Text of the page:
April 24th, 2009 by Carolyn
I’ll tell you right off I am completely biased when it comes to radio. I love it. Ever since I was a kid until today, I listen almost constantly. Right now I am listening to KUSF 90.3 FM in San Francisco which is my station of choice. It is probably because I work there but also it is my home station. Sadly, San Francisco has only one college radio station. Fortunately, Berkeley has one too.
I grew up in Quincy, MA, outside of Boston where college radio is a staple. There were four stations I listened to consistently WMBR, WHRB, WZBC and WERS. The commercial rock stations would recruit their DJs from college radio so their musical knowledge and daring would move with them. As a result the commercial stations at the time were also playing exciting and interesting music. Unfortunately, that doesn’t seem to be the case anymore.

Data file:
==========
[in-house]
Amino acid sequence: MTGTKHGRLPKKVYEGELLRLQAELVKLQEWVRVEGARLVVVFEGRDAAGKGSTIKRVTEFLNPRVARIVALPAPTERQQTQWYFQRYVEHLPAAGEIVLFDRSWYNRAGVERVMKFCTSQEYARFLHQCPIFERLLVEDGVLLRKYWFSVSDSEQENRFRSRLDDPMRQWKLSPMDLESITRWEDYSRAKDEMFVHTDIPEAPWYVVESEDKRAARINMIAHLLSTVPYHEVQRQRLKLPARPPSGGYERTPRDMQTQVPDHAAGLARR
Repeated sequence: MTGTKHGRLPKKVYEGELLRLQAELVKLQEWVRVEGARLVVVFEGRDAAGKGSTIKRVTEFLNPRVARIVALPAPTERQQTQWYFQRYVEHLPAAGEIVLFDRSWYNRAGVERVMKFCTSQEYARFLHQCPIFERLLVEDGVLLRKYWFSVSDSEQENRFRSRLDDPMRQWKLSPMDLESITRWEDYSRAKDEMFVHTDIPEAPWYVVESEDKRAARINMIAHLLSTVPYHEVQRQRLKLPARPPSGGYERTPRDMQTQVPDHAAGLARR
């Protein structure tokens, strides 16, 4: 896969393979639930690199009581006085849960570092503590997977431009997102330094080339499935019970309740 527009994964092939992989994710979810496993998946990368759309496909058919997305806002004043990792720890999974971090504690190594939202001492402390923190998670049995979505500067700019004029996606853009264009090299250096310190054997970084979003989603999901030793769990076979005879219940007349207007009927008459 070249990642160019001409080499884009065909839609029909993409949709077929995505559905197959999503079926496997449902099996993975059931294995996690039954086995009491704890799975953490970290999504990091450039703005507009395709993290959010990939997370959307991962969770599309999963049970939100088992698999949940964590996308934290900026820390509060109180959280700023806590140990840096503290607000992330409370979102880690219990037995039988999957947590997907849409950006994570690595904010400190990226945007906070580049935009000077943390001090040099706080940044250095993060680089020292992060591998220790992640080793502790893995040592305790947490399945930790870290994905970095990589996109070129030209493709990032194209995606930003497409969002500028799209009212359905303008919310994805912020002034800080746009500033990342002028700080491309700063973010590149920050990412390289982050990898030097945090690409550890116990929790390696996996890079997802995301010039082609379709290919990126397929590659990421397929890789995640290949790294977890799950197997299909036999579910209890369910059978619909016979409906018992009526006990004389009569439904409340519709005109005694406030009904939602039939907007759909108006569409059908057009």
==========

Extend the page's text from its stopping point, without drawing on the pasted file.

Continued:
When I moved to San Francisco in 1990 I immediately sought out the “good” radio stations. I was living in a shitty hotel in the Tenderloin and had only a small boom box to my name. But I needed music and was so happy when I came across KUSF. It took me three months to finally volunteer at the station. Now I have been a DJ there for 19 years.
When I was a kid I wanted to be a radio DJ. To me it was the ideal job, playing records all day and getting paid for it. I did it at home for free so I was already training for it. Of course, when I got older and familiarized myself with how the radio business works, I realized at most commercial stations the DJs were told what to play. Where’s the fun in that? There is so much great music out there. Why limit yourself? This is why I went to college radio. It’s the freedom.
KUSF is celebrating its 32nd birthday on Saturday night, April 25th at the Peacock Lounge, 552 Haight Street, SF with three fabulous local bands Kelley Stotlz, Ty Segall and I Love My Label. Come out and celebrate the joy of non-commercial radio and music. Or if you aren’t in San Francisco, join us by tuning into your local college or community radio station. Open your windows and turn up the volume. Commercial radio may be dead, but community radio should live forever. Use it or lose it.
(show flier above by Doran Shelley)